Army of the Dead is at its strongest when its sticks to the basic plot point. The portion involving the team and its foray into Las Vegas is highly entertaining. I just loved what Zack Snyder did with the zombies and the various new elements that he added to the creatures that will come as a surprise to many. The heist element of the story also works well as we see the stakes of the mission rise with every minute of the storytelling. The money is not all that easy to get. The team has to go through a series of risks and interesting scenarios to finally get their hands on the cash. All this is done well. Snyder also justifies the zombies attacking Ward and his men by adding an extra element to the story that in itself serves as a twist in the plot.
The action of the film is perverse and brutal. It is also one of the most in-your-face actions that we have experienced in a while. The fact that most of the actors are good in their rendering of these action sequences and Snyder makes some creative choices that are in the best interest of the action sequences ensures that the audiences have a great time with the action of the film. I also enjoyed the look and feel of the film and while many will question the extremely shallow depth of field that Snyder goes for, I felt that it helped add to the beauty of the visuals and also blinded the audiences from anything and everything that was inconsequential to a particular sequence.
What was even more surprising for me was the fact that a character of the film was almost entirely shot against the green screen and added to the film much later. This character feels better and more quirky than many of the original cast and the rendering of this character is almost impossible to find fault with.
Having said all that, the film falters in almost everything else that it tries to do with its characters, their backstories, and most importantly, the subplots. I felt that that subplot involving Ward’s daughter and her side quest to rescue an inconsequential and irritating Huma Qureshi from the clasp of the zombies was one of the biggest bores and irritations of the film. It took up a lot of time and applied the brakes on an otherwise briskly moving unit. Also, it felt too pedestrian in terms of logic, inspiration, and drama to make any impact whatsoever.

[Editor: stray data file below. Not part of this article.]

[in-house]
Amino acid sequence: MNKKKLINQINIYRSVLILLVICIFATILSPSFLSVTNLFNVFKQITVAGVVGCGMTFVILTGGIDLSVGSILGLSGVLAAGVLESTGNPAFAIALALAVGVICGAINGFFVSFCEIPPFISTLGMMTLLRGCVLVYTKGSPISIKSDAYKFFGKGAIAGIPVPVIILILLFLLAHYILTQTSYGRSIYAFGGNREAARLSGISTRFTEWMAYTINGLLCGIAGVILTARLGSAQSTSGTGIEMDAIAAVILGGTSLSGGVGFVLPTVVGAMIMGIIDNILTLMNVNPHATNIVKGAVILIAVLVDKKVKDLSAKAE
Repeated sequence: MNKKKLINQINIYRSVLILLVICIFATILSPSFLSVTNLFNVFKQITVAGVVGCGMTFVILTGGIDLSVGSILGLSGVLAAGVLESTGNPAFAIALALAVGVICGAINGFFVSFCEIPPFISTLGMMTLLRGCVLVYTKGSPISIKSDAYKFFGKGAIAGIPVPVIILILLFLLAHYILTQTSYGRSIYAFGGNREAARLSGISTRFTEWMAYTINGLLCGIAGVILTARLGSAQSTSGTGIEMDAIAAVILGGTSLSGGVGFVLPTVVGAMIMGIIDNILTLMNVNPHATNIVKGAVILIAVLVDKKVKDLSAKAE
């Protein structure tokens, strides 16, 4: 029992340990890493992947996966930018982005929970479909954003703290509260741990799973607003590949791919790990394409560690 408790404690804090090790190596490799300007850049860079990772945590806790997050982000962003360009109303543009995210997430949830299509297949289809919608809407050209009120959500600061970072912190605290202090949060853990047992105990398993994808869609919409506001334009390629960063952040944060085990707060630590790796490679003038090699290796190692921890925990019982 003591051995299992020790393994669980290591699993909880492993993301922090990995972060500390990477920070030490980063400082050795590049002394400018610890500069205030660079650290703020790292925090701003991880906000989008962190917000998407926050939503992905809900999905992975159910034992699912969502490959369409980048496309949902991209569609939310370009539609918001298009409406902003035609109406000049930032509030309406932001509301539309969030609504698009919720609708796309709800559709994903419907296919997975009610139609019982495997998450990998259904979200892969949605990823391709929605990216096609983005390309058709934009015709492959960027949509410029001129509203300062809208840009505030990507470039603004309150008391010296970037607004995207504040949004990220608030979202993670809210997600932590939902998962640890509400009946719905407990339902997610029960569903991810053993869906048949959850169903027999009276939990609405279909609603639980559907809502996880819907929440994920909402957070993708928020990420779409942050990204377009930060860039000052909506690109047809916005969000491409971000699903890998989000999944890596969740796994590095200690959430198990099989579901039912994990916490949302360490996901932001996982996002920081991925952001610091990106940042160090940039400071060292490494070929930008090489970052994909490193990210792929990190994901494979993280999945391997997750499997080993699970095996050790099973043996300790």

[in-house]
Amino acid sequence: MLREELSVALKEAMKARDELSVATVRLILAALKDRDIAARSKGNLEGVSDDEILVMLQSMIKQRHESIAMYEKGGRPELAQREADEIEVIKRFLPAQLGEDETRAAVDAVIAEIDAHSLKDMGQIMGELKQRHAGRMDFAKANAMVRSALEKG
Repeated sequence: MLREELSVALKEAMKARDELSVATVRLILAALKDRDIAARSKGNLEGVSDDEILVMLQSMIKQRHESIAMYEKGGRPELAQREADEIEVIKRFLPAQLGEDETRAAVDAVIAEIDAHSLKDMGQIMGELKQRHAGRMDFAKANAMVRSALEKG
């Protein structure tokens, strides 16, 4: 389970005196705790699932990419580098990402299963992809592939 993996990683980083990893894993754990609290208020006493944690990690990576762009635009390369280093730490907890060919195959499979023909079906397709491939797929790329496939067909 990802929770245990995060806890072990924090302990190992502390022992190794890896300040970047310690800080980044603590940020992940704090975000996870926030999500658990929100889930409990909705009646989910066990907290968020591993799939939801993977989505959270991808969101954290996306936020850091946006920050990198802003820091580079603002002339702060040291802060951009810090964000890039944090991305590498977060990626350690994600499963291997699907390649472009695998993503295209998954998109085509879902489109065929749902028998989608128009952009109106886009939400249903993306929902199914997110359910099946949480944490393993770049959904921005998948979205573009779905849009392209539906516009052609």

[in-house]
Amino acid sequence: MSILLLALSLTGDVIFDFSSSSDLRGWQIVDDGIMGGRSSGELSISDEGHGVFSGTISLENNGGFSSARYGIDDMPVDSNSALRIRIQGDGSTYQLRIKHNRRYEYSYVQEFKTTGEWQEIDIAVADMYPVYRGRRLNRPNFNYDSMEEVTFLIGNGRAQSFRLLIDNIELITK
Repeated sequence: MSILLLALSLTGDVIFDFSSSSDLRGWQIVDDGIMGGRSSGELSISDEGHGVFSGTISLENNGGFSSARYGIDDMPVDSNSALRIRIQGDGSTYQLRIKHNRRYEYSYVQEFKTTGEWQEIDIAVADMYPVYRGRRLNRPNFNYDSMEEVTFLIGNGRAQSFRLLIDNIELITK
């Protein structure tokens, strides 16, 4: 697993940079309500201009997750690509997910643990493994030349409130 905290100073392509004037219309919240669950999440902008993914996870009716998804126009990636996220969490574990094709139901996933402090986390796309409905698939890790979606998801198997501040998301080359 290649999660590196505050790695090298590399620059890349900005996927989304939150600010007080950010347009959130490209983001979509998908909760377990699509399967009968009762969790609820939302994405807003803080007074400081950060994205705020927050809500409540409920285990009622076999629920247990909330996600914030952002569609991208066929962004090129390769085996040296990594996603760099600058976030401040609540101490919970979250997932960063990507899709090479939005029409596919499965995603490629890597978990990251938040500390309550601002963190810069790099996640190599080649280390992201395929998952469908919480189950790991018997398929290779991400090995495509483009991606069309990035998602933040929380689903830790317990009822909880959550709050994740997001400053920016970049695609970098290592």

The portion involving Bautista – Ella Purnell and the story of their relationship falling apart after Bautista is forced to kill someone he loves dearly is generic and somewhat irritating. It feels like a subplot that is put in the film just so that the audiences could be made to take the protagonist as more than just a killing machine and throw some emotional weight behind the character. It doesn’t work and the primary reason for that is the highly irritating Ella Purnell. Not only is the rendering of her character triggering, but that the character is written so poorly that it is bound to get on your nerves from the get-go. Snyder should also be held accountable for giving different characters in the film traits that we are sure he will exploit later for dramatic impact but he shuns them completely in moments of maddening mediocrity. This is something that is bound to hurt the ego of the egotistic audience for treating them with such less regard in terms of expectation management. Army of the Dead will be the most enjoyable when it is taken as nothing more than a dumb and bloated summer blockbuster that should be forgotten once the viewing is over. It has its moments of brilliance but they are too few and too far apart to make this an instantly uplifting experience. The film should have been a lot shorter and its protagonist should have been someone with no strings attached. That would have instantly made it a better film.